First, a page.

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From Mikhail Kruk <mes...@cs.brandeis.edu>
Subject RE: SSL configuration question
Date Fri, 01 Apr 2005 15:29:03 GMT
> Could you elaborate a bit more on how to move the private key from Apache to
> Tomcat?  

As I said: I never did it myself, but the following link seems relevant:
http://kb.thawte.com/thawte/thawte/esupport.asp?id=vs24694

> You would think if I have a cert from a CA then I should be able to
> import it into any server that uses SSL.  I already have the cert all the
> other parts are only things that allowed me to obtain the cert.

The cert from CA only contains the public key signed by the CA's private 
key.  Showing public key to someone who connects to your web server is 
cool and everything, but it's not enough to establish a secure 
communication: you need to give your web server the secret key for that.
http://www.ourshop.com/resources/ssl.html

> Thanks,
> -Mark 
> 
> -----Original Message-----
> From: Mikhail Kruk [mailto:meshko@cs.brandeis.edu] 
> Sent: Friday, April 01, 2005 7:45 AM
> To: Tomcat Users List; Hein Behrens
> Subject: Re: SSL configuration question
> 
> > I thought the two are not related my key is stored in the java 
> > keystore. I did everything with keytool, part of java.
> > 
> > Tomcat only needs the password and name.
> > 
> > The SSL certificate is not generated for or by tomcat.
> 
> Getting a valid certificate is a four step process.
> 1) Generate private key (keytool -genkey)
> 	this puts a private key into your keystore. It's secret, hide it.
> 2) Generate certificate request (keytool -certreq)
> 	creates a file which contains information about you (common name, 
> 	city, state etc) and the public key which corresponds to private 
> 	key from step 1
> 3) submit the request from step 2 to the authority (Thawte, Verisign...)
> 4) get signed certificate from the authority and import it into the keystore
> (keytool -import)
> 
> For step 4 to work correctly the keystore must contain the private key from
> step 1.  You can't generate private key in a Apache and then import
> corresponding certificate into Tomcat -- you must first move the private key
> from Apache to Tomcat.
> 
> > 
> > ----- Original Message ----- 
> > From: "Mikhail Kruk" <meshko@cs.brandeis.edu>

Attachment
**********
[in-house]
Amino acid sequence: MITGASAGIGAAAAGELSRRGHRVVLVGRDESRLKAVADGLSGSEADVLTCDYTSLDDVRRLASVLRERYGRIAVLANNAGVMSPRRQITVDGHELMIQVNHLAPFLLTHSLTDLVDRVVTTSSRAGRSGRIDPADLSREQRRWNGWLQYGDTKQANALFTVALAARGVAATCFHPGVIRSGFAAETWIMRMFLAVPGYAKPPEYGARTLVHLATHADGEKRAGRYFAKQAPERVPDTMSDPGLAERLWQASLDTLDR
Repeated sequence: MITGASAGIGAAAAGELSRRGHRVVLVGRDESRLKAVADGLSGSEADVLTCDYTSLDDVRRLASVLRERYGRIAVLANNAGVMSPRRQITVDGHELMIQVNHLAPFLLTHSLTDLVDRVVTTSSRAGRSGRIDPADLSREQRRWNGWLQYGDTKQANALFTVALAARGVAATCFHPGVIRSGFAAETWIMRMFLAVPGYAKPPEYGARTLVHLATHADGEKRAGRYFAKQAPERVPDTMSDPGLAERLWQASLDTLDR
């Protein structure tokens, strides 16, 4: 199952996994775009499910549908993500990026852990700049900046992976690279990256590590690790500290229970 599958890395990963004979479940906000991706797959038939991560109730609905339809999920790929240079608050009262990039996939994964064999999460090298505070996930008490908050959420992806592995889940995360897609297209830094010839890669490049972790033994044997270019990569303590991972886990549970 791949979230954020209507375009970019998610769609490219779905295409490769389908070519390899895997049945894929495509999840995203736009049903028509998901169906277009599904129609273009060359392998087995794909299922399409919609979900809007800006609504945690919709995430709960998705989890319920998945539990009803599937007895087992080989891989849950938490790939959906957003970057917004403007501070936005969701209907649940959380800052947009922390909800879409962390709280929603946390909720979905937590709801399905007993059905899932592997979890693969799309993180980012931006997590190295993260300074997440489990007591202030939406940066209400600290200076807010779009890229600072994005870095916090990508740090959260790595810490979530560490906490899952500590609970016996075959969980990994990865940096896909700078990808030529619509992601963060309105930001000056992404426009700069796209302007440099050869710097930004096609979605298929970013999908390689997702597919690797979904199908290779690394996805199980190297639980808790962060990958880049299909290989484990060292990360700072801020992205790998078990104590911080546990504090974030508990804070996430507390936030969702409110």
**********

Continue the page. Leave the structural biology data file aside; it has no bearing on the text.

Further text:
> > To: "Tomcat Users List" <tomcat-user@jakarta.apache.org>
> > Sent: Thursday, March 31, 2005 11:42 PM
> > Subject: RE: SSL configuration question
> > 
> > 
> > > > The certificate I imported was not self-signed (or should not be).  It
> > is
> > > > what I received back from Entrust after submitting a CSR. It was
> already
> > in
> > > > use on Apache before I decided not to use Apache anymore.  It worked
> > before
> > > > on Apache. I shut down apache and was intending to use the cert on
> only
> > > > Tomcat.
> > >
> > > You can't easily import the certificate that was generated for Apache
> into
> > > Tomcat -- you need to have the prvite key part in your keystore and your
> > > private key is in your Apache.  There must be a way to get the key from
> > > Apache and move it to Tomcat, but I'm not sure what it is.
> > > This might help:
> > > http://kb.thawte.com/thawte/thawte/esupport.asp?id=vs24694
> > >
> > > >
> > > >
> > > > Thanks,
> > > > -Mark
> > > >
> > > >
> > > > -----Original Message-----
> > > > From: Sasisekar S Sundaram [mailto:sekarmdu@louisiana.edu]
> > > > Sent: Thursday, March 31, 2005 2:43 PM
> > > > To: Tomcat Users List
> > > > Subject: Re: SSL configuration question
> > > >
> > > > It shows both "issued to" and "issue by" because it is a self signed
> > > > certificate. when you get you certificate authorized by some one like
> > > > verisign, and then import that certificate into your keystore, you'll
> > get
> > > > "issued by" as that certifying authority's name.
> > > > ----- Original Message -----
> > > > From: "Faine, Mark" <Mark.R.Faine@msfc.nasa.gov>
> > > > To: "'Tomcat Users List'" <tomcat-user@jakarta.apache.org>
> > > > Sent: Thursday, March 31, 2005 1:13 PM
> > > > Subject: RE: SSL configuration question
> > > >
> > > >
> > > > > Thanks, I tried that before and got a permission error, but it works
> > now.
> > > > >
> > > > > -Mark
> > > > >
> > > > >
> > > > > -----Original Message-----
> > > > > From: Hein Behrens [mailto:info@curvaciones.com]
> > > > > Sent: Thursday, March 31, 2005 12:41 PM
> > > > > To: Tomcat Users List
> > > > > Subject: Re: SSL configuration question
> > > > >
> > > > > Answer to number 2 is edit your server.xml change 8443 to 443 in
the
> > ssl
> > > > > section also check that the the normal port redirects to 443.
> > > > >
> > > > > Where you see 8443 change to 443.
> > > > >
> > > > > 2 changes in your server.xml.
> > > > >
> > > > >
> > > > > ----- Original Message -----
> > > > > From: "Faine, Mark" <Mark.R.Faine@msfc.nasa.gov>
> > > > > To: <tomcat-user@jakarta.apache.org>
> > > > > Sent: Thursday, March 31, 2005 7:44 PM
> > > > > Subject: SSL configuration question
> > > > >
> > > > >
> > > > > > Solaris 8, Tomcat 5.0.28
> > > > > >
> > > > > > I've configured my tomcat installation with my SSL key from
> Entrust
> > and
> > > > it
> > > > > > is working (sort of).
> > > > > >
> > > > > > 1.  It is not correctly configured.  It shows my organization
as
> > both
> > > > > > "issued to" and "issue by" when I view the certificate
> information.
> > > > Could
> > > > > > someone explain what I have done wrong and how to correct it.
> > > > > >
> > > > > > 2.  It must be run on port 8443 because I need to run it as
a user
> > other
> > > > > > than root.  How can I bypass this limitation and run it on the
> > standard
> > > > > 443
> > > > > > port?
> > > > > >
> > > > > > Thanks,
> > > > > > -Mark
> > > > > >
> > > > >
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